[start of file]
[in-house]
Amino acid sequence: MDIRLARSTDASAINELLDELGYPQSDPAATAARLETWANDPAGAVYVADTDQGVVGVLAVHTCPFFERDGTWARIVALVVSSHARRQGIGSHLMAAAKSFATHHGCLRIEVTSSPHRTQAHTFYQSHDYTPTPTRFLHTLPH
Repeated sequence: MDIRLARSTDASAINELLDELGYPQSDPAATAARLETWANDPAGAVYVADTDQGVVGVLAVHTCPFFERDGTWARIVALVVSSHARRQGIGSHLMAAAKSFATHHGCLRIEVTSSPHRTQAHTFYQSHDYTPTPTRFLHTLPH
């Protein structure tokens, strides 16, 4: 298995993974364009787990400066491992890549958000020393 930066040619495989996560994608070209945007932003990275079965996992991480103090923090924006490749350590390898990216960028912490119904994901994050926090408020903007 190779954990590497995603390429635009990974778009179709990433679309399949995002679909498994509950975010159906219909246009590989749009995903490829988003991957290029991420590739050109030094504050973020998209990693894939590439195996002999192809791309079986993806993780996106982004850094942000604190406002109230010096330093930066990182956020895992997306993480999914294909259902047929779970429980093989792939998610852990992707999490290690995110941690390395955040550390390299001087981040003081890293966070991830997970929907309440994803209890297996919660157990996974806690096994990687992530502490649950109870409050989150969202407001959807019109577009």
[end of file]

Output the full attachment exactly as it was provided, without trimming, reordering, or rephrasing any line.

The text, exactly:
[in-house]
Amino acid sequence: MDIRLARSTDASAINELLDELGYPQSDPAATAARLETWANDPAGAVYVADTDQGVVGVLAVHTCPFFERDGTWARIVALVVSSHARRQGIGSHLMAAAKSFATHHGCLRIEVTSSPHRTQAHTFYQSHDYTPTPTRFLHTLPH
Repeated sequence: MDIRLARSTDASAINELLDELGYPQSDPAATAARLETWANDPAGAVYVADTDQGVVGVLAVHTCPFFERDGTWARIVALVVSSHARRQGIGSHLMAAAKSFATHHGCLRIEVTSSPHRTQAHTFYQSHDYTPTPTRFLHTLPH
């Protein structure tokens, strides 16, 4: 298995993974364009787990400066491992890549958000020393 930066040619495989996560994608070209945007932003990275079965996992991480103090923090924006490749350590390898990216960028912490119904994901994050926090408020903007 190779954990590497995603390429635009990974778009179709990433679309399949995002679909498994509950975010159906219909246009590989749009995903490829988003991957290029991420590739050109030094504050973020998209990693894939590439195996002999192809791309079986993806993780996106982004850094942000604190406002109230010096330093930066990182956020895992997306993480999914294909259902047929779970429980093989792939998610852990992707999490290690995110941690390395955040550390390299001087981040003081890293966070991830997970929907309440994803209890297996919660157990996974806690096994990687992530502490649950109870409050989150969202407001959807019109577009």